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To This New Yorker, NYC Drivers Seem Almost Homicidal

navigation-car-drive-road

Inspired by Michael Levin’s recent piece in the Daily News. Please read the original to fully appreciate this reverse edit.

Maybe it’s the hot summers.

Are New York drivers out to kill?

Is it just me, or does it seem that drivers no longer have regard for red lights?

It’s one thing to speed through a yellow as it is turning red. I mean that’s common driver behavior nowadays.

I’m talking about ignoring basic traffic law altogether, often with one’s head down, texting on a cellphone, even though the light you just sailed through has been red a few seconds.

Have these individuals forgotten that in New York, driving is a privilege?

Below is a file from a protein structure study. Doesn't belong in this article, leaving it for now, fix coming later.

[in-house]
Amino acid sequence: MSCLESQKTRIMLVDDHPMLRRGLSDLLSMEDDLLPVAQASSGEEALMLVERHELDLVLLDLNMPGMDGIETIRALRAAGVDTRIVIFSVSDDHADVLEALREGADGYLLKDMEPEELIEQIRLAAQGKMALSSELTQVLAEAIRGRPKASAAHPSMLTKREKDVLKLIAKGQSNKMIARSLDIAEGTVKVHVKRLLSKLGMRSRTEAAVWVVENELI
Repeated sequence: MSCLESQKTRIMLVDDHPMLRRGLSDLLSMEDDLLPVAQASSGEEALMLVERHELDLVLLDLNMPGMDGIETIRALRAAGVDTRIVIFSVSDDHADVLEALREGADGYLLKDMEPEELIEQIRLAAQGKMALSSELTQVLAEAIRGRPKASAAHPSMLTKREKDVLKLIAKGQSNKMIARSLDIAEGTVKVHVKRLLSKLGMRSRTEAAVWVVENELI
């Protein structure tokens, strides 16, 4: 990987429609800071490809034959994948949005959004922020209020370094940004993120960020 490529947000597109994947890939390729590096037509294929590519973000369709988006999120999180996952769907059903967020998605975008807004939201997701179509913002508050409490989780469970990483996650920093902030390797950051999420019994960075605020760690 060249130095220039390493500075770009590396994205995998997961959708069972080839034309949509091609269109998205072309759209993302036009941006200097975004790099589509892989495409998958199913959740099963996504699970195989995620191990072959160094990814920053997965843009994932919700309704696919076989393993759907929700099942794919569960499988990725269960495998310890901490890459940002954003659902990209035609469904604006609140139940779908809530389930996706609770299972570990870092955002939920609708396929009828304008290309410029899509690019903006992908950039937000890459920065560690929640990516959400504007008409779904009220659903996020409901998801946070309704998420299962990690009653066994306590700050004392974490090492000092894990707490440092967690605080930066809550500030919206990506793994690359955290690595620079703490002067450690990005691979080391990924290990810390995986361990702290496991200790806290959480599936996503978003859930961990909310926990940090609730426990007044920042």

And that driving a car recklessly without due care from point A to point B is the fastest way to kill someone?

When cellphones first came out, experts warned that using them while driving was akin to driving while inebriated.

Hey, I thought. This sucks for pedestrians!

Turns out that driving even while talking hands-free is dangerous because when so doing so, drivers lose the ability to pay attention to the road.

And we see evidence of that all over New York City.

Read more…

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NYPD and the Paranoid Narcissist’s View of Change on NYC Streets

What to make of the weekend’s New York Post cover story blaming NYC’s terrible traffic on bus lanes, bike lanes, and pedestrian plazas? Glad you asked.

If you have trouble making sense of the Post story, here’s the thesis: The city is in the grips of a powerful cabal that spans two very different mayoralties, according to unnamed sources. These forces have conspired to lay down bus lanes, bike lanes, and pedestrian plazas for a single nefarious end — to make driving so miserable that people abandon their cars.